- The student will use theoretical and empirical methods to estimate probabilities.
- The student will appraise the differences between the two estimates.
- The student will demonstrate an understanding of long-term relative frequencies.

Based on: Probability Topics: Probability Lab by Susan Dean, Barbara Illowsky, Ph.D.

Summary: This module presents students with a lab exercise allowing them to apply their understanding of Probability. In an experiment using M&M's candies, students will calculate and compare the theoretical and empirical probabilities of drawing particular color candies at random, with and without replacement.

- The student will use theoretical and empirical methods to estimate probabilities.
- The student will appraise the differences between the two estimates.
- The student will demonstrate an understanding of long-term relative frequencies.

Count out by color the M&M's® from a mixed-color regular bag of M&M's. Record the number of each color in the "Population" table below. Calculate the probability of each color.

Color | Quantity | Probability |
---|---|---|

Yellow (Y) | ||

Green (G) | ||

Blue (BL) | ||

Brown (B) | ||

Orange (O) | ||

Red (R) | ||

Total |

Use the information from the "Population" table to complete the theoretical probability questions.

With Replacement | Without Replacement | |
---|---|---|

Two random experiments will be undertaken. Each experiment will involve picking 2 M&M's, one at a time, 24 times. The first experiment is "With Replacement", and the second experiment is "Without Replacement. Put the M&M's from your package into a container. Do *not* look at the M&M's as you pick them.

For this first experiment, after picking the first M&M and recording its color, return it to the container before picking the second one. Record the results in the “With Replacement” column of the "Empirical Results" table below. Do this 24 times.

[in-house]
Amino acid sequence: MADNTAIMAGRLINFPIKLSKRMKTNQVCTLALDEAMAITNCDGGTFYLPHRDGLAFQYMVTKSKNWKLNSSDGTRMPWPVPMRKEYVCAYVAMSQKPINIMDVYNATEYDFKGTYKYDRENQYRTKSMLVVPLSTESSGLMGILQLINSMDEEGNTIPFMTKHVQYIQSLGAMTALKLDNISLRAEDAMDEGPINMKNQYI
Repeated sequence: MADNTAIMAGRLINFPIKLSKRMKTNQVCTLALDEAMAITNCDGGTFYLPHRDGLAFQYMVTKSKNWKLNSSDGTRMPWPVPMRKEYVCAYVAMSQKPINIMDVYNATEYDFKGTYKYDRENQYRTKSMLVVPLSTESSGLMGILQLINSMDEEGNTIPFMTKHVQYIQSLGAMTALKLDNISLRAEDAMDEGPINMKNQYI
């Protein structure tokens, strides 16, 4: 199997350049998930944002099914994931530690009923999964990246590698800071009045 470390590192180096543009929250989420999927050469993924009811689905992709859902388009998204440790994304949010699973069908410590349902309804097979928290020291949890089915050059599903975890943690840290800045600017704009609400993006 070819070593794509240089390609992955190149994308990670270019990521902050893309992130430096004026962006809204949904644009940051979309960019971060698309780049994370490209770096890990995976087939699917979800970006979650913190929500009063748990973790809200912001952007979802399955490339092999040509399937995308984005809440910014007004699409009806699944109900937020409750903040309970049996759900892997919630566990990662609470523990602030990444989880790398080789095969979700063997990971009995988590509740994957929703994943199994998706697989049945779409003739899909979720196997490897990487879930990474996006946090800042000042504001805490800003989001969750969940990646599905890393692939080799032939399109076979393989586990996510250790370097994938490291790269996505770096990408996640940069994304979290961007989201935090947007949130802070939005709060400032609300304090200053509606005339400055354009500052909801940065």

For this second experiment, after picking the first M&M, do *not* replace it before picking the second one. Keep track of which M&M is 1st and which is 2nd. Record the results in the “Without Replacement” column section of the "Empirical Results" table below. After you record the pick, put *both* M&M’s back in the container. Do this 24 times.

With Replacement | Without Replacement |
---|---|

( __ , __ ) ( __ , __ ) | ( __ , __ ) ( __ , __ ) |

( __ , __ ) ( __ , __ ) | ( __ , __ ) ( __ , __ ) |

( __ , __ ) ( __ , __ ) | ( __ , __ ) ( __ , __ ) |

( __ , __ ) ( __ , __ ) | ( __ , __ ) ( __ , __ ) |

( __ , __ ) ( __ , __ ) | ( __ , __ ) ( __ , __ ) |

( __ , __ ) ( __ , __ ) | ( __ , __ ) ( __ , __ ) |

( __ , __ ) ( __ , __ ) | ( __ , __ ) ( __ , __ ) |

( __ , __ ) ( __ , __ ) | ( __ , __ ) ( __ , __ ) |

( __ , __ ) ( __ , __ ) | ( __ , __ ) ( __ , __ ) |

( __ , __ ) ( __ , __ ) | ( __ , __ ) ( __ , __ ) |

( __ , __ ) ( __ , __ ) | ( __ , __ ) ( __ , __ ) |

( __ , __ ) ( __ , __ ) | ( __ , __ ) ( __ , __ ) |

Use the results in Table 3 to calculate the empirical probabilities in Table 4.

With Replacement | Without Replacement | |
---|---|---|

Use a spreadsheet program or graphing calculator to simulate a large number of trials that can be used to calculate one of the probabilities in Table 4. The random and counting functions (in Calc: RandBetween and CountIf) may be useful in programming the calculations.

Describe your simulation and probability calculation to the class and reflect on how this simulation differs from the simulation based on physically picking M&M's. How do the simulation-based probabilities compare to the theoretical probabilities (also called the expected value)? What do you think the "Law of Large Numbers" says?